Some public offerings are hits. Others are flops. Then there are those that don’t make a huge splash at first but go on to post impressive aftermarket gains.
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Google is a good example. After cutting its price range to go public in 2004, the company saw just a modest early bump. Today it’s worth 50 times its initial public value. And Facebook, which actually fell following its debut, is now worth over 7 times its initial valuation.
In the current crop of recently public tech companies, there probably isn’t another Google in the making. However, a handful of companies have posted huge gains in aftermarket trading, some adding tens of billions to their valuations. We look at some of the biggest recent post-IPO winners below.
The big data analytics company went public in September through a direct listing. It opened for trading at $10 a share, valuing the company at around $22 billion.
More recently, Palantir has been trading above $18 a share. That gives the company a market capitalization around $35 billion.
A better-than-expected third-quarter earnings report helped boost shares. The Denver-headquartered company’s revenue increased by more than 50 percent year over year. Palantir also raised its revenue and adjusted income forecasts for 2020.
The company also boasted to investors that its largest customers are accounting for a smaller portion of overall sales. Palantir’s business model relies on large contracts with deep-pocketed clients—the U.S. government in particular—so expanding the customer base is seen as decreasing risk.
When Unity went public roughly two months ago, its debut was a pretty big smash by most metrics. The video game software company hit the market at a valuation of nearly $14 billion and saw shares rocket over 30 percent in first-day trading.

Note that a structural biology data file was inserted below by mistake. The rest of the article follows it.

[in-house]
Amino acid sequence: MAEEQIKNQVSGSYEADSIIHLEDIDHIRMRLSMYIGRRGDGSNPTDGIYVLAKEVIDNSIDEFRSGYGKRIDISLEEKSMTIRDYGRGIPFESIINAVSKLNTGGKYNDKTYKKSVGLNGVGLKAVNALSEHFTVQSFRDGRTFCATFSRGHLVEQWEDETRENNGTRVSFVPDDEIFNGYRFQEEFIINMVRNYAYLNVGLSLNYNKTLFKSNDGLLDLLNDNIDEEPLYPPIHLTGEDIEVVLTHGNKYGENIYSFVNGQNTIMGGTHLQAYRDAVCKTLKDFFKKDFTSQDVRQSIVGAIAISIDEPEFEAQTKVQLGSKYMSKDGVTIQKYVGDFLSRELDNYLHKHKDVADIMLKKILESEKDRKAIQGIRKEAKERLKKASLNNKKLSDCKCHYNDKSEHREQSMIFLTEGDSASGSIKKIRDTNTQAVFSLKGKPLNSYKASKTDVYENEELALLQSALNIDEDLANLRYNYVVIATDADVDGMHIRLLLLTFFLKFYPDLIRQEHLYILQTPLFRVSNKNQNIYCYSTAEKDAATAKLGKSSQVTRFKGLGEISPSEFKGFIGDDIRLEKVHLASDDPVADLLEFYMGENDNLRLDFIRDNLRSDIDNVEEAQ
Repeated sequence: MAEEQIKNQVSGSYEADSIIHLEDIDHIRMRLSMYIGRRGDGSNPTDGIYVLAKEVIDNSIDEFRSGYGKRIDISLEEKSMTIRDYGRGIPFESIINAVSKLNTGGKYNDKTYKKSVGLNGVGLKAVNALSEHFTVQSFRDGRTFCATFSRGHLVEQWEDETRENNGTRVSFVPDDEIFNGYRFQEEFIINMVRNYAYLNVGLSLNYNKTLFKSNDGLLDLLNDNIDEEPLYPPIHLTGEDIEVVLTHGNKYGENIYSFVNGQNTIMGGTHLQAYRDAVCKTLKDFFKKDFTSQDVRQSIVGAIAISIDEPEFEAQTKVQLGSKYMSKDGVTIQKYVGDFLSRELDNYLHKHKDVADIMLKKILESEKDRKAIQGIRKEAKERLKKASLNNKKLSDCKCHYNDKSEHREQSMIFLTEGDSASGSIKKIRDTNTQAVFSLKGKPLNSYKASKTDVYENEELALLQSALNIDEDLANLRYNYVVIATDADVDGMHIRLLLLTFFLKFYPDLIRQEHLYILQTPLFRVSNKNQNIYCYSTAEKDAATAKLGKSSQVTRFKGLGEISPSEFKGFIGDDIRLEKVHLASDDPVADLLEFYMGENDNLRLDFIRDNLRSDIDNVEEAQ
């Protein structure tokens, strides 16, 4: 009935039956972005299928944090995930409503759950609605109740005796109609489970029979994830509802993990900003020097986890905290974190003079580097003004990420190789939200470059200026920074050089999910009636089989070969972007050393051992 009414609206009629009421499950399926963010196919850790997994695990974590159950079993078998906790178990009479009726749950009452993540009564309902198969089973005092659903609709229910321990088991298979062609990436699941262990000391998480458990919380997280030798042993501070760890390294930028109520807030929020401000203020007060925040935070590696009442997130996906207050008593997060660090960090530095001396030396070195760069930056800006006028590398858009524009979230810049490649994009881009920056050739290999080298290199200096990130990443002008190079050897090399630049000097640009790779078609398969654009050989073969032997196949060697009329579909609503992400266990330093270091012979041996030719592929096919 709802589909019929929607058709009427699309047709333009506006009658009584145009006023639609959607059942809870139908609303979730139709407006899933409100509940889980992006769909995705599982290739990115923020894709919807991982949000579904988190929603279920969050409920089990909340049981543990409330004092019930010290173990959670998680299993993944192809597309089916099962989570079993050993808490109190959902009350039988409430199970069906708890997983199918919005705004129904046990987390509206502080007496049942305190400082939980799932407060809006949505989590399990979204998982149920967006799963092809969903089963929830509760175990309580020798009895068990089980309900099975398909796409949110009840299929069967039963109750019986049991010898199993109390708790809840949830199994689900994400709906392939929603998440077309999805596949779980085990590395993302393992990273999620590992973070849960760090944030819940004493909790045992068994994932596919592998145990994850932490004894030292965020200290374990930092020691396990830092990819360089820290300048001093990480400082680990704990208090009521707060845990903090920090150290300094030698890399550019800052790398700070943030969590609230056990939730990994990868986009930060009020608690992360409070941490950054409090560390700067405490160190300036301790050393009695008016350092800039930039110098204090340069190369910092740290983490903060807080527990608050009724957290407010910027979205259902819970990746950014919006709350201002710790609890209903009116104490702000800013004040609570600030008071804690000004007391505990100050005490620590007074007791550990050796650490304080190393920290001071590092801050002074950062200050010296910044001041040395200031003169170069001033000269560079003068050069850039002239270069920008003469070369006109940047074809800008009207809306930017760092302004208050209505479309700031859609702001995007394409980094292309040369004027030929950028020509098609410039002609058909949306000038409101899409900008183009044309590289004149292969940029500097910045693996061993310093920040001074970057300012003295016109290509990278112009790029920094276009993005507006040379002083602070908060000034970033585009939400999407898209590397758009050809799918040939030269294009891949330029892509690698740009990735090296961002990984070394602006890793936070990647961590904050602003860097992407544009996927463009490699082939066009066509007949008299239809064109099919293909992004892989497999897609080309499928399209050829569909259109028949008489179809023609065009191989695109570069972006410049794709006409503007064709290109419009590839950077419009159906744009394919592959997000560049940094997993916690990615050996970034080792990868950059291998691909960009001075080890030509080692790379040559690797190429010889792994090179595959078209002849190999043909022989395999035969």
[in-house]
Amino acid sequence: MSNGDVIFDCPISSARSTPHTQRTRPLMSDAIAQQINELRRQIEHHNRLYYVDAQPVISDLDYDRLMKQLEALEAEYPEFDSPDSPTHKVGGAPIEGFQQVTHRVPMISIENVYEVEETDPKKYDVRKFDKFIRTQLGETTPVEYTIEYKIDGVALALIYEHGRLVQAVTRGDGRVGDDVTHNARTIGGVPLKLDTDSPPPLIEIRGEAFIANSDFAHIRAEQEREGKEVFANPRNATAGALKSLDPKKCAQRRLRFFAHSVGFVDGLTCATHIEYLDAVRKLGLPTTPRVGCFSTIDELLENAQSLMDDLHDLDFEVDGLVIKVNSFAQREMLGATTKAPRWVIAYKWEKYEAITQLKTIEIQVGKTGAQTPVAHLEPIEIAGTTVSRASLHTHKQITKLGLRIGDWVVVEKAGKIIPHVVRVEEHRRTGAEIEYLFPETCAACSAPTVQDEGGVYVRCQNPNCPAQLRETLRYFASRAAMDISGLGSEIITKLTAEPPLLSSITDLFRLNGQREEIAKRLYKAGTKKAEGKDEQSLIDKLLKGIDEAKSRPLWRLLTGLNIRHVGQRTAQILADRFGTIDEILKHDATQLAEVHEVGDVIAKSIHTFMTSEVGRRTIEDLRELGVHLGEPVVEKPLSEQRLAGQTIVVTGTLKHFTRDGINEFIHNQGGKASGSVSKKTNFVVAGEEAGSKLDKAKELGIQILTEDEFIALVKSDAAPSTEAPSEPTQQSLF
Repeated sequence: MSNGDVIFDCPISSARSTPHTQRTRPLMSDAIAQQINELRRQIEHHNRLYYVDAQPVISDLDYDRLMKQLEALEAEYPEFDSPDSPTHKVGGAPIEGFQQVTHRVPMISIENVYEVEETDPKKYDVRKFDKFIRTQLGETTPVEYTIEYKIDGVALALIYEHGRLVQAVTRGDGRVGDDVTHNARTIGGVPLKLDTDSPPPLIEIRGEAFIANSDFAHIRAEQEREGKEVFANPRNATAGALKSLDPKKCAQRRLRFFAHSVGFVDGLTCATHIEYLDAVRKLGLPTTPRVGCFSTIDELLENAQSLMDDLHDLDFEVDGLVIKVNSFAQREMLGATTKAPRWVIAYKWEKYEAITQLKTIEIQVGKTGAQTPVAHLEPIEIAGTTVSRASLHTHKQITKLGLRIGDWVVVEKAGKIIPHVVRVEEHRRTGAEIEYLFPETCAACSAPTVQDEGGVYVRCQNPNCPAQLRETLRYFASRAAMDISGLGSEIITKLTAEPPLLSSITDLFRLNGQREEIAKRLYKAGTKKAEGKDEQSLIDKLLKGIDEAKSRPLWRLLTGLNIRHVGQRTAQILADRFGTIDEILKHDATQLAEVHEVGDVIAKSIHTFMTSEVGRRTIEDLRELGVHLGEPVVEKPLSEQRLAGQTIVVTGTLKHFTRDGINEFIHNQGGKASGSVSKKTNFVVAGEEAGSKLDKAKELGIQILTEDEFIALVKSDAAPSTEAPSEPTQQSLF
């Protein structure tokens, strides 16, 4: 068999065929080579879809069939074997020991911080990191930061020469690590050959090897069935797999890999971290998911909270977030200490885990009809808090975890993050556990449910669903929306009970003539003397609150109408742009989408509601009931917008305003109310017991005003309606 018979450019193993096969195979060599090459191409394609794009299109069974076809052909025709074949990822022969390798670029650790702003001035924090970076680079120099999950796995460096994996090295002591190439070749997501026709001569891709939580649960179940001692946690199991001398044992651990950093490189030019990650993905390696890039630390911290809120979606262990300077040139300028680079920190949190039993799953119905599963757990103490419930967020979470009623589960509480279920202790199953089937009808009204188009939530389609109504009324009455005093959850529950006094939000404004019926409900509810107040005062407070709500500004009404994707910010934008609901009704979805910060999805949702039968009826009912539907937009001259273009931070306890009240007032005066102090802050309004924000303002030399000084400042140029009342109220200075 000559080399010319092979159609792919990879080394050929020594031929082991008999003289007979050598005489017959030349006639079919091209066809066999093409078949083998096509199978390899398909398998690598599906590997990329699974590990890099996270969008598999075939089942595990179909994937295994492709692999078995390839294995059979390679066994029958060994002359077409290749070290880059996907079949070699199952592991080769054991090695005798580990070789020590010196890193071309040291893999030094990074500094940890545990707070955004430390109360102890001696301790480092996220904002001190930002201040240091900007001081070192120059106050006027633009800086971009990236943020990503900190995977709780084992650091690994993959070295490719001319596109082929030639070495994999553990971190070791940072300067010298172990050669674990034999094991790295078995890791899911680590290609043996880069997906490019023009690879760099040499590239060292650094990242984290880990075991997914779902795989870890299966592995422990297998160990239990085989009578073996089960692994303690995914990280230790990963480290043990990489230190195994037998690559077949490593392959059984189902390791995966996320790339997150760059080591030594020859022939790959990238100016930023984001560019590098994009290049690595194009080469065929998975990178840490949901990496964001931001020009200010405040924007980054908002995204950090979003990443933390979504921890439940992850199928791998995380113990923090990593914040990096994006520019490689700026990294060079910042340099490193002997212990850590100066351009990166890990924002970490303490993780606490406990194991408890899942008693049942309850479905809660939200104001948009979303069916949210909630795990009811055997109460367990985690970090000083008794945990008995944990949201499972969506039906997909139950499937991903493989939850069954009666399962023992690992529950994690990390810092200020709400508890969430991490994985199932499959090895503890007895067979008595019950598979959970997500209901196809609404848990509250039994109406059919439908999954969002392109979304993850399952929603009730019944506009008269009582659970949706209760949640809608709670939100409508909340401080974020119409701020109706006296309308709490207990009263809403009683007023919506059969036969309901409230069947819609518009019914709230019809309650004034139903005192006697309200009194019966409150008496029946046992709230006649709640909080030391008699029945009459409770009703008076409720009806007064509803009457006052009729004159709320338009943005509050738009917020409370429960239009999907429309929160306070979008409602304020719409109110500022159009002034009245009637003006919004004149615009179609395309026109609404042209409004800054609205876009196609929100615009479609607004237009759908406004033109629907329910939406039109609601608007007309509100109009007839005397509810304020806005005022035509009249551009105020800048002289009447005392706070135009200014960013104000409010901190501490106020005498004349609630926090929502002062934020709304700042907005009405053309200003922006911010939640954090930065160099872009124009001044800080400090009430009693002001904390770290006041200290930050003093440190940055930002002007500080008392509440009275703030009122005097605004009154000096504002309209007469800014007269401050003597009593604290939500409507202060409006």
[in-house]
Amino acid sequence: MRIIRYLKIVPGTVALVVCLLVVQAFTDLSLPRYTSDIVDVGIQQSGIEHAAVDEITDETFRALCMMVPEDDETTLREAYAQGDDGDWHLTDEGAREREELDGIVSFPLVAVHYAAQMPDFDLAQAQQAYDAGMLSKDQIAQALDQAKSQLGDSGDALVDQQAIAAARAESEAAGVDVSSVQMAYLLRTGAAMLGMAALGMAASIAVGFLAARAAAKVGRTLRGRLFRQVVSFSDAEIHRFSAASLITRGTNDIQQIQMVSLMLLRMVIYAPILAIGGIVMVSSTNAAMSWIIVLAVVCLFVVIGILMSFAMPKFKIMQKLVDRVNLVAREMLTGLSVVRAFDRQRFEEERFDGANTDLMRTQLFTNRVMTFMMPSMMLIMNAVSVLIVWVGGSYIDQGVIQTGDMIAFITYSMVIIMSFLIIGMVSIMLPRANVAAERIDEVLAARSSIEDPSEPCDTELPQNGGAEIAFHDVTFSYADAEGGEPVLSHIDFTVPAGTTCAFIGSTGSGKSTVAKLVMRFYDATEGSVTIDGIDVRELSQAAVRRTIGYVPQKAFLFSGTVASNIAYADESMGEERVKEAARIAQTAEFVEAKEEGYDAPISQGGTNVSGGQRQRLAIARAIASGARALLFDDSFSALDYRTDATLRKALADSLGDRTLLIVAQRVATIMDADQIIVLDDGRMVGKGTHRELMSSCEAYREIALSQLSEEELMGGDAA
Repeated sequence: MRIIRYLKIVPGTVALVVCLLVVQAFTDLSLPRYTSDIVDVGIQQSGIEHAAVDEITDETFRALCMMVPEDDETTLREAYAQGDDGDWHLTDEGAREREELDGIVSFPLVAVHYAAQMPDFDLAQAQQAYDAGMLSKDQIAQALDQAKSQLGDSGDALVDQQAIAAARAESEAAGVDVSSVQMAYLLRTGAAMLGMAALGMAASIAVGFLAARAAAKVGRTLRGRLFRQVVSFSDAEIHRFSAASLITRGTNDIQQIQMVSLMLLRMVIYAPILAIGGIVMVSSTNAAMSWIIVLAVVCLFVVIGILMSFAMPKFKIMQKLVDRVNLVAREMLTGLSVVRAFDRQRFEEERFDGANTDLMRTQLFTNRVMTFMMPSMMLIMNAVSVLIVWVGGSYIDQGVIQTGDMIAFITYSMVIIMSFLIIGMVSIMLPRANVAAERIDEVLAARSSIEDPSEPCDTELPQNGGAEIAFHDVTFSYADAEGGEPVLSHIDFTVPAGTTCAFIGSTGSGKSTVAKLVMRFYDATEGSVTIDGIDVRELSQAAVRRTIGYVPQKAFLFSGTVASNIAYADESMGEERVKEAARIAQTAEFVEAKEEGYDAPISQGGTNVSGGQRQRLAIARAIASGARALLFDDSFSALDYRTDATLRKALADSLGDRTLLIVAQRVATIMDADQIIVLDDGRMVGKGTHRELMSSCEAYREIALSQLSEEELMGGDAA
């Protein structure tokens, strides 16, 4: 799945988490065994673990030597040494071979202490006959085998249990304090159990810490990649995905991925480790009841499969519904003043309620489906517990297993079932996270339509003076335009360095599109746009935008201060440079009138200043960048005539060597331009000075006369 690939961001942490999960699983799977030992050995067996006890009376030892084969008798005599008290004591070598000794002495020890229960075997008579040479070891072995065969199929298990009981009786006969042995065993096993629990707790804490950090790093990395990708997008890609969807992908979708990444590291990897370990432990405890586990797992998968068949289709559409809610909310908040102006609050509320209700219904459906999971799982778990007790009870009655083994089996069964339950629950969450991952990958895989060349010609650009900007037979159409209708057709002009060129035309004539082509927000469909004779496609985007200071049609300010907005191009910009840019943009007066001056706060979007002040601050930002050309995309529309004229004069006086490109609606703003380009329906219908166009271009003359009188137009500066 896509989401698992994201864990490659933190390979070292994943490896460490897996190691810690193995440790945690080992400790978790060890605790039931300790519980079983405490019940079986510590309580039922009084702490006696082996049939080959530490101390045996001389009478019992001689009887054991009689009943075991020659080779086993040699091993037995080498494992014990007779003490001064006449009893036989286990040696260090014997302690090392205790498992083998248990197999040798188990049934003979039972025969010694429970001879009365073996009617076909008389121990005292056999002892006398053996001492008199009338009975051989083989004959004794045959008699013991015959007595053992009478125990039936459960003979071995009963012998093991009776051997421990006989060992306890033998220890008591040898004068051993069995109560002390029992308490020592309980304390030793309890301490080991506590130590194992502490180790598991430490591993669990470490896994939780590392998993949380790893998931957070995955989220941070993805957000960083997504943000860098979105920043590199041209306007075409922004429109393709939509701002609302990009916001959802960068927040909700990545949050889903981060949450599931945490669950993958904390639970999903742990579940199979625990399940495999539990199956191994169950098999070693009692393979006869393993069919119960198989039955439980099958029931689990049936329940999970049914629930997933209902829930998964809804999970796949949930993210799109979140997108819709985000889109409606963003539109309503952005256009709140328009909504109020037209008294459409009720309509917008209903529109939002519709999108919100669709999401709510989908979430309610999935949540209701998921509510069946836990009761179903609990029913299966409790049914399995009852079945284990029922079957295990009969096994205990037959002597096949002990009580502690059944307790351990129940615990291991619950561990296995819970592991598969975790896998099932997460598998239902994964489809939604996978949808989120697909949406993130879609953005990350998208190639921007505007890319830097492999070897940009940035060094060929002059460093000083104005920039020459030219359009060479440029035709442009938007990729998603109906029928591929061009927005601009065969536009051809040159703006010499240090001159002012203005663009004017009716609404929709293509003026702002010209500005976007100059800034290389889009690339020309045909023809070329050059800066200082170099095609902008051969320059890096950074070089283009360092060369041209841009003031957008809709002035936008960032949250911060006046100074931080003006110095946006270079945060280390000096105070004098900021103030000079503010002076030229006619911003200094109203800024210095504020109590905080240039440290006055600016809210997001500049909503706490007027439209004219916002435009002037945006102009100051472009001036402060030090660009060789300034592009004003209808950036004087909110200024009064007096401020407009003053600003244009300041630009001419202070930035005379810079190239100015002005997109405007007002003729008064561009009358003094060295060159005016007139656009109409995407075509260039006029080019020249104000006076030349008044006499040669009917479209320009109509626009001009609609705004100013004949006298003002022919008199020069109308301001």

Apparently, however, Unity had room to soar higher. Today, the San Francisco-based company is valued at over $31 billion. Shares have more than doubled from the IPO price.
There’s no obvious single factor behind the post-IPO surge. However, it ought to help that gaming shares in general are on a tear—as evidenced by one gaming-focused ETF that’s up 70 percent since last year. And Unity certainly offers plenty of growth, with recent Q3 revenue up over 50 percent year over year, albeit with a wider net loss.
When Peloton went public in September 2019, its IPO didn’t go as well as hoped. The New York-based maker of connected fitness equipment and classes opened with a public valuation of just over $8 billion. But shares tanked on opening day—an ominous sign for an aspiring market newcomer.
Fast-forward a few quarters, and the stationary bike titan is riding high. At more than $100 a share, it’s valued at just over $30 billion. Revenue has soared in 2020, as consumers seek ways to stay fit at home amid the pandemic.
Although Peloton stock is off from its highs last month, as investors cautiously eye a post-pandemic future, it’s still an impressive run. There’s also optimism that even when people can return to the gym, they’ll still opt for the ease of a home workout.
Snowflake really didn’t need a post-offering boost. The cloud data-warehousing company already set a software sector record with its September IPO, debuting at an initial valuation of $33 billion.
But public investors were convinced that wasn’t enough. After a big surge in first-day trading, San Mateo, California-based Snowflake closed with a market cap of $70 billion. Since then, the Silicon Valley company has expanded modestly on those gains, with a recent public valuation approaching $72 billion.
Investors will likely reevaluate their bets on Dec. 2, when Snowflake is slated to report its quarterly earnings and guidance for the first time as a public company. No one’s expecting profits yet, but the company will need to show customer growth in line with its lofty share price.
One can slice and dice the financials from these top-performing recently minted public companies, but it’s unlikely to offer a clear explanation for their rising valuations. They all lose money. They have also all been posting strong revenue growth, helping keep share prices buoyant for the time being.
Typically when growth stops, ultra-high valuations follow suit. But right now, with yields on so-called safe investments historically low, investors are chasing growth and handsomely rewarding those who provide it.
Illustration: Dom Guzman